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At least 11 dead as clashes rage in Lebanon's Tripoli

Lebanese soldiers deploy along the demarcation line between Tripoli's Sunni Muslim and Alawite areas, May 21, 2013
Lebanese soldiers deploy along the demarcation line between Tripoli's Sunni Muslim Bab al-Tabbneh district and the mainly Alawite Jabal Mohsen area on May 21, 2013. At least 11 people have died and more than 100 been wounded in three days of Syria-related

At least 11 people have died and more than 100 been wounded in three days of Syria-related clashes in Lebanon's flashpoint city of Tripoli, a security source said on Wednesday.

Fighting between Sunni and Alawite residents of the city was continuing for a fourth day on Wednesday but clashes had become more sporadic, the source told AFP.

An AFP correspondent said large parts of the city of 500,000 people were shut down on Wednesday, with schools and shops closed after a night of fierce clashes.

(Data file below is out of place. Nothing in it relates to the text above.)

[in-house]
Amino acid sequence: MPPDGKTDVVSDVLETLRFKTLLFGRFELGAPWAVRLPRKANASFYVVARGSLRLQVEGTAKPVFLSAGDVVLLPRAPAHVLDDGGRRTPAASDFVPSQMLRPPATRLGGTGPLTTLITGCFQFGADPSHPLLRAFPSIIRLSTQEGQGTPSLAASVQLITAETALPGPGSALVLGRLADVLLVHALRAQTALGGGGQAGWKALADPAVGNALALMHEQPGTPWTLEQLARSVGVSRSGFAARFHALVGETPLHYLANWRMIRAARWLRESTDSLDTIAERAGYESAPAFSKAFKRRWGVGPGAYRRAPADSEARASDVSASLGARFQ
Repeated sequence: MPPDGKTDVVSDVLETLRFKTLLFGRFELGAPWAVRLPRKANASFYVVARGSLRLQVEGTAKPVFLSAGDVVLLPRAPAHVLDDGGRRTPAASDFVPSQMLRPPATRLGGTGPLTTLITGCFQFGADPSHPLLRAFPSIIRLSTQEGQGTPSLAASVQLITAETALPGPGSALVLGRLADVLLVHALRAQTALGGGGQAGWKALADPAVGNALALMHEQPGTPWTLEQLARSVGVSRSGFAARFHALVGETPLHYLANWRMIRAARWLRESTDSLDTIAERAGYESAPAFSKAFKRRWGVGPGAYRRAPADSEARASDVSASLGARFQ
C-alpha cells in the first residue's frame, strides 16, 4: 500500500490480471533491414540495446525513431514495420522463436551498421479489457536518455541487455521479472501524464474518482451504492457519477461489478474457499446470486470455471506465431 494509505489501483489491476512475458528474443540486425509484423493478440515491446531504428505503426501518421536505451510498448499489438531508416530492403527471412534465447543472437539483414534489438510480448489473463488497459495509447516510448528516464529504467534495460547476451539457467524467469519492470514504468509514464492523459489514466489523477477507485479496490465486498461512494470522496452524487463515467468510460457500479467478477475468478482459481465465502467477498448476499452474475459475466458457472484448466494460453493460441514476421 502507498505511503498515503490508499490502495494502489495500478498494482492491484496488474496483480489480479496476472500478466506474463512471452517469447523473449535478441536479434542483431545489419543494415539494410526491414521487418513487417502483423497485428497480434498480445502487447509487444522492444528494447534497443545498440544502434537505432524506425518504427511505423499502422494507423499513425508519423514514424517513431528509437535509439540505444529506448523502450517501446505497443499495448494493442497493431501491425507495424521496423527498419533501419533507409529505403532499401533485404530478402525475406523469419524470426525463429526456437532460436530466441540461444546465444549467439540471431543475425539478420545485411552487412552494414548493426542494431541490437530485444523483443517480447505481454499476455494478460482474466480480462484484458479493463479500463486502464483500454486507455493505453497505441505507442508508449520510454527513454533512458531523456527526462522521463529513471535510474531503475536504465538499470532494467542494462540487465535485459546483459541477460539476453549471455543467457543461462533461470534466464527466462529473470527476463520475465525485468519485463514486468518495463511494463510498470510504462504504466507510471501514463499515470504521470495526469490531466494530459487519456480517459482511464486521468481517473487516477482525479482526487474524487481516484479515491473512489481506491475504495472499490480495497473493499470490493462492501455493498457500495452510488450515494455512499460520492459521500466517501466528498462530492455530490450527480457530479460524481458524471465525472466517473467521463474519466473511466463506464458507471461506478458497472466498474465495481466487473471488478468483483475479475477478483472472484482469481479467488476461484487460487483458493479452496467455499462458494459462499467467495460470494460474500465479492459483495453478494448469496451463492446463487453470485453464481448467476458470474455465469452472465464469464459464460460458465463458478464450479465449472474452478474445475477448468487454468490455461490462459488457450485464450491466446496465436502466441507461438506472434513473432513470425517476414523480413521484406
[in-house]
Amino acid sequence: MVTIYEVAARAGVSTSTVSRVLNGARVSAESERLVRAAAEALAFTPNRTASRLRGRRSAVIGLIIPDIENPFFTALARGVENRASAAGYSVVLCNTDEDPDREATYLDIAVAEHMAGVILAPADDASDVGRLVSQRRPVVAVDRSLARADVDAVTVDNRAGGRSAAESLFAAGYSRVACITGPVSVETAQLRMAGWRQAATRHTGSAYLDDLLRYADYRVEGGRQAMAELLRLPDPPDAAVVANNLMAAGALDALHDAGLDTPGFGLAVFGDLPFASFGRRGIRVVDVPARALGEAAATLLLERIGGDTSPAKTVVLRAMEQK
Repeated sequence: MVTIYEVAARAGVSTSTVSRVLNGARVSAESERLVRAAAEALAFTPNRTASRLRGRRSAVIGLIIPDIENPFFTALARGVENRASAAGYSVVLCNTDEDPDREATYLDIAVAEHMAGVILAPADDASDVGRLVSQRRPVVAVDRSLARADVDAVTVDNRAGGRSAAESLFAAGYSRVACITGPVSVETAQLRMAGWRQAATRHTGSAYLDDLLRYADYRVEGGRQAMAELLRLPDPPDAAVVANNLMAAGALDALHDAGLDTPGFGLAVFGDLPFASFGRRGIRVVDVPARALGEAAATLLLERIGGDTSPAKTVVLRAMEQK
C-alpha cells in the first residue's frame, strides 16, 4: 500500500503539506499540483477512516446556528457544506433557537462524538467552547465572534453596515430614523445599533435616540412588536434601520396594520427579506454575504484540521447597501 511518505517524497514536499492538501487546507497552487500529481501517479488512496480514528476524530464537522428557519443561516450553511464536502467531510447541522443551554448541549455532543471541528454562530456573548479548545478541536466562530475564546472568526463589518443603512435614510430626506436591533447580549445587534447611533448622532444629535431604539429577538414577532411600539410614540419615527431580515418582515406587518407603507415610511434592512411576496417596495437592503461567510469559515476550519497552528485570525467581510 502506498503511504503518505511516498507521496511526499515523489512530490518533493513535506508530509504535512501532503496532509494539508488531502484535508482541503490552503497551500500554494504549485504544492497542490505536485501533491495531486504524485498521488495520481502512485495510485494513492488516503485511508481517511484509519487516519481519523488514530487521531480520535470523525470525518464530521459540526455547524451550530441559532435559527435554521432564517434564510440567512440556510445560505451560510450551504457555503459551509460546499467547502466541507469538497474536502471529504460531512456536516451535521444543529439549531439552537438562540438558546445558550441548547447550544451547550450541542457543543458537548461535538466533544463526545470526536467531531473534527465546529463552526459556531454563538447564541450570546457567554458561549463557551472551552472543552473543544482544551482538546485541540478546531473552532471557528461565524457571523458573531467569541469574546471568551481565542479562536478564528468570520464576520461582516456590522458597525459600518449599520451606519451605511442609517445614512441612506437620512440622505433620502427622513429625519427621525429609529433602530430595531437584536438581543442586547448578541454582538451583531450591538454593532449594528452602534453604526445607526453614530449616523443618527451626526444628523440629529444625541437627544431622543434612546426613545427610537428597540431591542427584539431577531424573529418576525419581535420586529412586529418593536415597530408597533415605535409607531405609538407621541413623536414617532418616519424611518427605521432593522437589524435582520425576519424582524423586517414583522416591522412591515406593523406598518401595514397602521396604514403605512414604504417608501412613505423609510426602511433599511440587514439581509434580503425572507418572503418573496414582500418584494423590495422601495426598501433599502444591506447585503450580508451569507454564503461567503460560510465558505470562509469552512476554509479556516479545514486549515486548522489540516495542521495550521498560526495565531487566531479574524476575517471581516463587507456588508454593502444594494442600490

Two Lebanese soldiers were among the dead, the source said, and at least 10 of the wounded were military personnel deployed to try to calm the violence that broke out on Sunday.

Fighting on Tuesday alone killed five people, with the violence extending outside the usual flashpoint neighbourhoods of Bab el-Tebbaneh and Jabal Mohsen.

Clashes have often pitted residents of Sunni Bab el-Tebbaneh against those from the neighbouring Alawite area of Jabal Mohsen.

Violence has regularly broken out in the city since the beginning of the uprising in neighbouring Syria.

The largely Sunni town is home to a small community of Alawites, an offshoot of Shiite Islam to which Syrian President Bashar al-Assad belongs.

The latest violence began as the Assad regime launched an assault on the rebel stronghold of Qusayr, near the border with Lebanon.

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